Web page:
Which Joe gave his name to ‘sloppy joes’? We look at five interesting sandwiches and their lexical origins.
A woman in charge of and living in a boarding school dormitory or children's home.
- ‘And the housemother said quite graciously, ‘Well, Virginia, you have a choice.’’
- ‘Despite the housemother's objections, plans for the revels continue.’
- ‘It was a joy to sit amid thirty or so girls and give a devotional talk as two of the housemothers translated my English into Tagalog.’
- ‘On 1st October 1968, when she was 21 years old, the applicant commenced work as a housemother in a Community Home in Prestatyn.’
- ‘A housemother will be living on the premises and volunteers will soon join the staff as youth advisors.’
- ‘Kate found the training school alienating, and her claims that her housemother disliked her were dismissed as irrational, possibly adding to her sense of injustice.’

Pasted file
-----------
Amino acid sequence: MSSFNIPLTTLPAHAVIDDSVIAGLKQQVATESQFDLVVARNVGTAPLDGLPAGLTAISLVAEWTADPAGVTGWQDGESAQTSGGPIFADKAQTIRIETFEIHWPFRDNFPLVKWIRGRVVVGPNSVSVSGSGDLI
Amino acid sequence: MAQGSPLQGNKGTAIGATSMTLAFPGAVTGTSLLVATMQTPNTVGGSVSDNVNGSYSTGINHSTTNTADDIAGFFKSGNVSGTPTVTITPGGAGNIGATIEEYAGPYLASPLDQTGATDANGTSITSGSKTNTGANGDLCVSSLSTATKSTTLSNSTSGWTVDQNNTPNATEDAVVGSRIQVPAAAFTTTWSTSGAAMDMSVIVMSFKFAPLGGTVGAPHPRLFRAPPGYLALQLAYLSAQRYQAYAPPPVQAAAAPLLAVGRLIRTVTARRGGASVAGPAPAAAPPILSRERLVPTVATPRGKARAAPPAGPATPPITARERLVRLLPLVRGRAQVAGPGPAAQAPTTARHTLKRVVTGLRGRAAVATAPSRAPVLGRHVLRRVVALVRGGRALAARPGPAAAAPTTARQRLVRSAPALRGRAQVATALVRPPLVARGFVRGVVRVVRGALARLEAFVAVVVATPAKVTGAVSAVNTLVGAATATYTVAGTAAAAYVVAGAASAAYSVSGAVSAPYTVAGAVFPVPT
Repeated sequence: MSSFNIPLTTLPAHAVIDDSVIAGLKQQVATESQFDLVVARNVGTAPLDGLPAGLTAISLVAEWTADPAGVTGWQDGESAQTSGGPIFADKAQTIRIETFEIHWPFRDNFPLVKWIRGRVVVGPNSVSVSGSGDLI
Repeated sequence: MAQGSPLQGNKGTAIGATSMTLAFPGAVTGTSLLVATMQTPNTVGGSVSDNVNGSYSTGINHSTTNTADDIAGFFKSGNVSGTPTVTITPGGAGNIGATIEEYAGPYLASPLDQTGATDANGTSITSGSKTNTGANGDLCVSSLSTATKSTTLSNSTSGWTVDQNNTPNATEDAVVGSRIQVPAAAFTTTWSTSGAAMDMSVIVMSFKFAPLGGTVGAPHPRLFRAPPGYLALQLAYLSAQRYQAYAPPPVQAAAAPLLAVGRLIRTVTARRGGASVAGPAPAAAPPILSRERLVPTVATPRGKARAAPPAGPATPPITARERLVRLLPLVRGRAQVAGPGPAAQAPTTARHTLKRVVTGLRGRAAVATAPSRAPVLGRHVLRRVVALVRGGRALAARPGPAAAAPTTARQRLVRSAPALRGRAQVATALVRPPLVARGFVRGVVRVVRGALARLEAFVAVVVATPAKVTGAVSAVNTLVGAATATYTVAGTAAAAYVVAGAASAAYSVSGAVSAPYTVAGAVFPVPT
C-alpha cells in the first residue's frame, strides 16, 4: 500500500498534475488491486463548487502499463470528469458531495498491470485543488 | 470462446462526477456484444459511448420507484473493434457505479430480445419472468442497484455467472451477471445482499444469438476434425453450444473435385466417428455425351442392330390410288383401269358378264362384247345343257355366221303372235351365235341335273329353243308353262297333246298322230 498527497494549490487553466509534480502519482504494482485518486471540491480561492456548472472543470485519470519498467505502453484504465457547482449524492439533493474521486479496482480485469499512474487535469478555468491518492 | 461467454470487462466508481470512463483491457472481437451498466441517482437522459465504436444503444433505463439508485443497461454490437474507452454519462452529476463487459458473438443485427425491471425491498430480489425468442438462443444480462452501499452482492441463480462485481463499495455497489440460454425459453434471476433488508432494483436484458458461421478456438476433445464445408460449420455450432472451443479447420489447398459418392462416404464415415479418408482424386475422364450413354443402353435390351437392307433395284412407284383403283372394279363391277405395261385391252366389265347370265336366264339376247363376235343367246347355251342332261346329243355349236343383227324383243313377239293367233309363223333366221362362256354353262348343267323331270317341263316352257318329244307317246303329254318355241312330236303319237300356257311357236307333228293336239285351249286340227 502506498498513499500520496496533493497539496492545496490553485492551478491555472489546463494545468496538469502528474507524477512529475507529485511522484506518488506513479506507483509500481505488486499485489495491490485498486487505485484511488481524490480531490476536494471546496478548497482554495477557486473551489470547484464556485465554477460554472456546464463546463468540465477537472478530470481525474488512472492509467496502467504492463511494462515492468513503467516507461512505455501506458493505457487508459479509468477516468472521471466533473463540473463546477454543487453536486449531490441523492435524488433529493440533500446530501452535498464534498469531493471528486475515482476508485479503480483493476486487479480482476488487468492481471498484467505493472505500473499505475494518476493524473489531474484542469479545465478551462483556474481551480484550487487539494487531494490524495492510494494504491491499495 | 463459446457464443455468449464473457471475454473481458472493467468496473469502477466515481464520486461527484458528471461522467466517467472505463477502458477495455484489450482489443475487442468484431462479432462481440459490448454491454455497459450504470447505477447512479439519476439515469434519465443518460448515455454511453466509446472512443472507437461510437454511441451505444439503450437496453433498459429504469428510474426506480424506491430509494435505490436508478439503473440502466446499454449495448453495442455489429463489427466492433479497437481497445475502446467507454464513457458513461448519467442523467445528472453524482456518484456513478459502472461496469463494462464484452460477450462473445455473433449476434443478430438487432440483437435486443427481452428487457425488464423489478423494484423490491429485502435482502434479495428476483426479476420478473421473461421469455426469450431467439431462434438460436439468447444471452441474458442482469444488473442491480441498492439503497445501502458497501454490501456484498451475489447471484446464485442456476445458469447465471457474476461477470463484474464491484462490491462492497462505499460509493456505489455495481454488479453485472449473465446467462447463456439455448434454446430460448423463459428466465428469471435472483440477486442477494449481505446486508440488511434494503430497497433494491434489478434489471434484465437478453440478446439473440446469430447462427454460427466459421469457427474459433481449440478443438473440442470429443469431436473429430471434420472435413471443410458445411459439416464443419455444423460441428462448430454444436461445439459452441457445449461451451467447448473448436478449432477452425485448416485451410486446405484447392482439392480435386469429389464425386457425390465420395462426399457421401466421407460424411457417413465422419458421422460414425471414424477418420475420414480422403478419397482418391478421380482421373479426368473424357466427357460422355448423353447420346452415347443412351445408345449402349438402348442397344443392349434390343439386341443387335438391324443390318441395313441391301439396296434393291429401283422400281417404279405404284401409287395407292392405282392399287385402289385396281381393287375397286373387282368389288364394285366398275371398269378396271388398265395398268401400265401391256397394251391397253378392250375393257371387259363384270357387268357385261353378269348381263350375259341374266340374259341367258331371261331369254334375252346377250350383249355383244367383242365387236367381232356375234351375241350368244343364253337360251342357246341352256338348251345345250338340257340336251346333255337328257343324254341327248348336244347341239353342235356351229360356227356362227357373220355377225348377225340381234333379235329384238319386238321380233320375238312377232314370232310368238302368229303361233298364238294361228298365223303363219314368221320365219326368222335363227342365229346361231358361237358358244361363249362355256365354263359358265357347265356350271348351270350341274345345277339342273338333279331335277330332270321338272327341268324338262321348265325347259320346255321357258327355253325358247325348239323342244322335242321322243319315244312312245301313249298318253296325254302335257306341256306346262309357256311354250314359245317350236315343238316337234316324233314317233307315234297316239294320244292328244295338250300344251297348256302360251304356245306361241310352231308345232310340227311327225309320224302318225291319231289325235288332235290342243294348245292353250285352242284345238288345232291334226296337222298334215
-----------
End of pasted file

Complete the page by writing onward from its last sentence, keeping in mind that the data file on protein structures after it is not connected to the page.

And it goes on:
- ‘In those days, the cottages now used for respite care for disabled children were run as individual homes where husband-and-wife teams, known as housefathers and housemothers, looked after abandoned or orphaned children.’
- ‘Muttering under his breath, he joins the distinguished company of fellow resident Terrence and housemother Mrs. Wilkinson.’
- ‘Kellen has served as the fraternity's housemother since its re-establishment on campus in 1992.’
We take a look at several popular, though confusing, punctuation marks.
From Afghanistan to Zimbabwe, discover surprising and intriguing language facts from around the globe.
The definitions of ‘buddy’ and ‘bro’ in the OED have recently been revised. We explore their history and increase in popularity.